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Will tiger eye survive soldering

Hi, I’ve got an order for a sterling setting of a free form
shaped tiger eye (translation?). The customer is providing the
stone and the setting requires soldering close to the stone and
all has to go into the pickle - (I know it might be dumb - but
it looks nice…)

Is there anybody with more experience of stones than me (that’s
easy) knowing if the stone will be at risk. I’ve told the
customer that I was uncertain about this but I said I would seek

Thanks for any help.
Lars Dahlberg - Gotland/Sweden

Not knowing what others will say, I’m going to say, TAKE THE
STONE OUT OF THE SETTING while soldering and pickling . . . then
replace it once the repairs are made!

In MY OPINION, no stone should encounter the wrath of pickle! or
heat from the torch!

Lars, you do face some risk of cracking the tigereye during
soldering. Also, you might change the color to a bit more of a
red hue (pretty for what it is). It’s not impossible - but the
cooler you can keep the stone, the better off you’ll be. -Pete-

   stone and the setting requires soldering close to the stone
and all has to go into the pickle 

Hello Lars,

I don’t think either of your ideas are good ones. Tiger-eye is
indeed heat sensitive and it is not happy in pickle either.

Red tiger-eye is gold tiger-eye that has been heated.

Blond tiger-eye is gold tiger-eye that has been bleached, yes it
is porous.

unsetting and resetting the stone is tedious, charge

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Vancouver, B.C. CANADA.

i have looked in the :Gem Reference Guide:

Methode : heat treatment
Effect:produces a reddish brown color in tiger’s-eye
Prevalence: common
Detection : undetectable
Stability : excellent.
Special Care Instructions :none

Care and Durability Factors

Reaction to heat:may fracture when subjected to abrupt
temperature changes
Reaction to Chemicals: soluble in hydrofluoric acid and ammonium
fluoride; very slightly soluble in alkalis

Gem Reference Guide
Published by the Gemological Institute of America
ISBN 0-87311-019-6

I think it’s a very intresting book, sorry the knowledge of
english is bad (i am going to school in september )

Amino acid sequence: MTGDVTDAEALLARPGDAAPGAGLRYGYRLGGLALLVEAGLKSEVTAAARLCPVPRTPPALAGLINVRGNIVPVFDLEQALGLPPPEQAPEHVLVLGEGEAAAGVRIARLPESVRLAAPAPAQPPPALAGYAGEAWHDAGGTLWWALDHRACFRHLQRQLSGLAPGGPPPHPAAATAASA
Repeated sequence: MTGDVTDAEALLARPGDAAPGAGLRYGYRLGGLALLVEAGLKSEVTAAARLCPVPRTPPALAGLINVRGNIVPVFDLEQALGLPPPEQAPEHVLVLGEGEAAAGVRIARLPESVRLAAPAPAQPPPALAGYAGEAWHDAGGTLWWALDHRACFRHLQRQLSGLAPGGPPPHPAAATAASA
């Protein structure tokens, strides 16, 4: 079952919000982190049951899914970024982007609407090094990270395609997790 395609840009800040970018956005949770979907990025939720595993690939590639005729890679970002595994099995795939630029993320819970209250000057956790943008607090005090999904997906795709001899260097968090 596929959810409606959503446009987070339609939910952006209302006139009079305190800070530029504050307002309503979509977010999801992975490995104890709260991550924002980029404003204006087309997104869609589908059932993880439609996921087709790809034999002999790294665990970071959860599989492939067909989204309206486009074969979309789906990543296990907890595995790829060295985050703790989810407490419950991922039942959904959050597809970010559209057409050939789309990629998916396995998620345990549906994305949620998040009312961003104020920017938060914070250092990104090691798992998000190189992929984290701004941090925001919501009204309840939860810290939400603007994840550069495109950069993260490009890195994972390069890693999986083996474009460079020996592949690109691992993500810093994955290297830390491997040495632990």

tigereye is a quartz material, so it, in itself, won’t be harmed
by the pickle. But it’s colored by iron compounds, and the yellow
color is due to a certain oxidation state. heating changes that.
If you get the stone too warm it will turn reddish. This is
irreversable. Also, if you heat the stone too unevenly or too
much (like if the torch flame hits it at all) you’ll crack the
stone. In short, your procedure sounds pretty risky. You’ll
need to carefully heat sink the stone in some manner to keep it
pretty cool, or you risk either breakage or a change in the
color. You would be well advised to design the setting such that
the stone only goes in after all soldering is completed.

Peter Rowe

Hello Lars, Tiger eye will survive pickle but not heat. Do the
soldering before setting. Have fun Tom Arnold

Dont do it !! For one thing silver absorbs lots of heat- gold
would be a little safer, but tiger eye will definitly change
color or shatter with intense heat.

the stone is basically Quartz NO it wont take much heat find a
way around heating and set it last

good luck bob

Gold Tiger Eye will turn red when exposed to temperatures over
approx. 500 F. The stone may shatter unless you air cool it.
Tiger Eye is agate so you should use heat sparingly.

++ Everyone has a right to be stupid. Some just abuse the privilege…++

Hi Lars!

If at all possible, remove the stone until all soldering is
complete. I think there is a distinct possibility of burning the
stone. I also think the pickle would have an adverse effect on
the stone.20

If I’m not mistaken, golden tigereye is heat treated to develop
other colors, so at a minimum, you might see color changes. I
also think tigereye is somewhat porous, and may absorb pickle.
The optical effect in tigereye is caused by fibers of asbestos,
and the pickle may be absorbed along the fiber strands (layman’s
description). There is always the possibility the stone may
break if not completely cooled before immersion in the pickle.20

Heat shield products may help if you can’t remove the stone, but
there is always a risk. Especially since silver is such an
excellent heat conductor.

Good luck,


Dave Sebaste
Sebaste Studio
Charlotte, NC (USA)